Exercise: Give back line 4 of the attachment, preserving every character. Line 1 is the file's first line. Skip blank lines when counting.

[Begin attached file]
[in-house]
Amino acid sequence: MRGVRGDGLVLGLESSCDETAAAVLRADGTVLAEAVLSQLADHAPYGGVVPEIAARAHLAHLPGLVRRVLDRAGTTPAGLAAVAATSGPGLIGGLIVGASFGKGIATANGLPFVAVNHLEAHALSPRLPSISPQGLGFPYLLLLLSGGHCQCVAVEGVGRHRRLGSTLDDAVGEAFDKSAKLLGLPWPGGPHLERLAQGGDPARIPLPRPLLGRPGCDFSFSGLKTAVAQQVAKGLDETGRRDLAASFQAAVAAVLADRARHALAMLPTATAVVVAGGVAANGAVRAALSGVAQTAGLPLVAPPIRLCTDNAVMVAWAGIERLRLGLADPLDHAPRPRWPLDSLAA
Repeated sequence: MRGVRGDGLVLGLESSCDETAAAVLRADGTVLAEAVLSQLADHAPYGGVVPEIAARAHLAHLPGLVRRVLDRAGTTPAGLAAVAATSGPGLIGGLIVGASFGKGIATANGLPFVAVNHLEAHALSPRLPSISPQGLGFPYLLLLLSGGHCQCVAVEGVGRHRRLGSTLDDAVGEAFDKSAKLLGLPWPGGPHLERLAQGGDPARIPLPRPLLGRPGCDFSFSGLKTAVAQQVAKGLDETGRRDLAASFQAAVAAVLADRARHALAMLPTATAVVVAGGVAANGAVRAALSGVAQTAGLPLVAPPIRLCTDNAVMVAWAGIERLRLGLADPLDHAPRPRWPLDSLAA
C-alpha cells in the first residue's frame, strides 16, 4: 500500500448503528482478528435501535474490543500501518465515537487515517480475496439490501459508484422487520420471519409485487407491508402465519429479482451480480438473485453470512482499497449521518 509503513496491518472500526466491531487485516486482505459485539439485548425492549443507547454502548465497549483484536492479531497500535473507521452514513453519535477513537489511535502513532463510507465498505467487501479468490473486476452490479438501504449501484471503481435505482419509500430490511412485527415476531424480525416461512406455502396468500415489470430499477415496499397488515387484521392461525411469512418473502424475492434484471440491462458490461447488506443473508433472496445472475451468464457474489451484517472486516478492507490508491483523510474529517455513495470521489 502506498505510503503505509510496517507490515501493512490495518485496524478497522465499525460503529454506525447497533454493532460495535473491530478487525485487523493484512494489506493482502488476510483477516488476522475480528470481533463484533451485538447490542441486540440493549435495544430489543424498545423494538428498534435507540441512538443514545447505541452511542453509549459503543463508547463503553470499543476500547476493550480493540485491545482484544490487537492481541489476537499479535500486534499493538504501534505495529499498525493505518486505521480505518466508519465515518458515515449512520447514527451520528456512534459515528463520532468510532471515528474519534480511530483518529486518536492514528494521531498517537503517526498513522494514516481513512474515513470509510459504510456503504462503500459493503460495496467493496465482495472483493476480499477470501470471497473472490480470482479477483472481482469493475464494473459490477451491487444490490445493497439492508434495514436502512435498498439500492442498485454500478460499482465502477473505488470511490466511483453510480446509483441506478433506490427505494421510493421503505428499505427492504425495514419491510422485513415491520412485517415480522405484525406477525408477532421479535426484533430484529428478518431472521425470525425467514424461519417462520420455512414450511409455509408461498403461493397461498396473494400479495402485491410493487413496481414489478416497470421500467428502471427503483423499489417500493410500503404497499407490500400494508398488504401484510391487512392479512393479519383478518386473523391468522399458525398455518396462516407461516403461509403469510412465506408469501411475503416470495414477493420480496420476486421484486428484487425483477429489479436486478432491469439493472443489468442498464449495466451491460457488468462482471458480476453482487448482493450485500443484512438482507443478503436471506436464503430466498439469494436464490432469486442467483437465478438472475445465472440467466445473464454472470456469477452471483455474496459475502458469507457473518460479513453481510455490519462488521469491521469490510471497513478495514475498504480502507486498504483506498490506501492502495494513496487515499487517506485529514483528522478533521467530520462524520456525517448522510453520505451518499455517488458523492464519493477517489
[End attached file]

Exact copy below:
C-alpha cells in the first residue's frame, strides 16, 4: 500500500448503528482478528435501535474490543500501518465515537487515517480475496439490501459508484422487520420471519409485487407491508402465519429479482451480480438473485453470512482499497449521518 509503513496491518472500526466491531487485516486482505459485539439485548425492549443507547454502548465497549483484536492479531497500535473507521452514513453519535477513537489511535502513532463510507465498505467487501479468490473486476452490479438501504449501484471503481435505482419509500430490511412485527415476531424480525416461512406455502396468500415489470430499477415496499397488515387484521392461525411469512418473502424475492434484471440491462458490461447488506443473508433472496445472475451468464457474489451484517472486516478492507490508491483523510474529517455513495470521489 502506498505510503503505509510496517507490515501493512490495518485496524478497522465499525460503529454506525447497533454493532460495535473491530478487525485487523493484512494489506493482502488476510483477516488476522475480528470481533463484533451485538447490542441486540440493549435495544430489543424498545423494538428498534435507540441512538443514545447505541452511542453509549459503543463508547463503553470499543476500547476493550480493540485491545482484544490487537492481541489476537499479535500486534499493538504501534505495529499498525493505518486505521480505518466508519465515518458515515449512520447514527451520528456512534459515528463520532468510532471515528474519534480511530483518529486518536492514528494521531498517537503517526498513522494514516481513512474515513470509510459504510456503504462503500459493503460495496467493496465482495472483493476480499477470501470471497473472490480470482479477483472481482469493475464494473459490477451491487444490490445493497439492508434495514436502512435498498439500492442498485454500478460499482465502477473505488470511490466511483453510480446509483441506478433506490427505494421510493421503505428499505427492504425495514419491510422485513415491520412485517415480522405484525406477525408477532421479535426484533430484529428478518431472521425470525425467514424461519417462520420455512414450511409455509408461498403461493397461498396473494400479495402485491410493487413496481414489478416497470421500467428502471427503483423499489417500493410500503404497499407490500400494508398488504401484510391487512392479512393479519383478518386473523391468522399458525398455518396462516407461516403461509403469510412465506408469501411475503416470495414477493420480496420476486421484486428484487425483477429489479436486478432491469439493472443489468442498464449495466451491460457488468462482471458480476453482487448482493450485500443484512438482507443478503436471506436464503430466498439469494436464490432469486442467483437465478438472475445465472440467466445473464454472470456469477452471483455474496459475502458469507457473518460479513453481510455490519462488521469491521469490510471497513478495514475498504480502507486498504483506498490506501492502495494513496487515499487517506485529514483528522478533521467530520462524520456525517448522510453520505451518499455517488458523492464519493477517489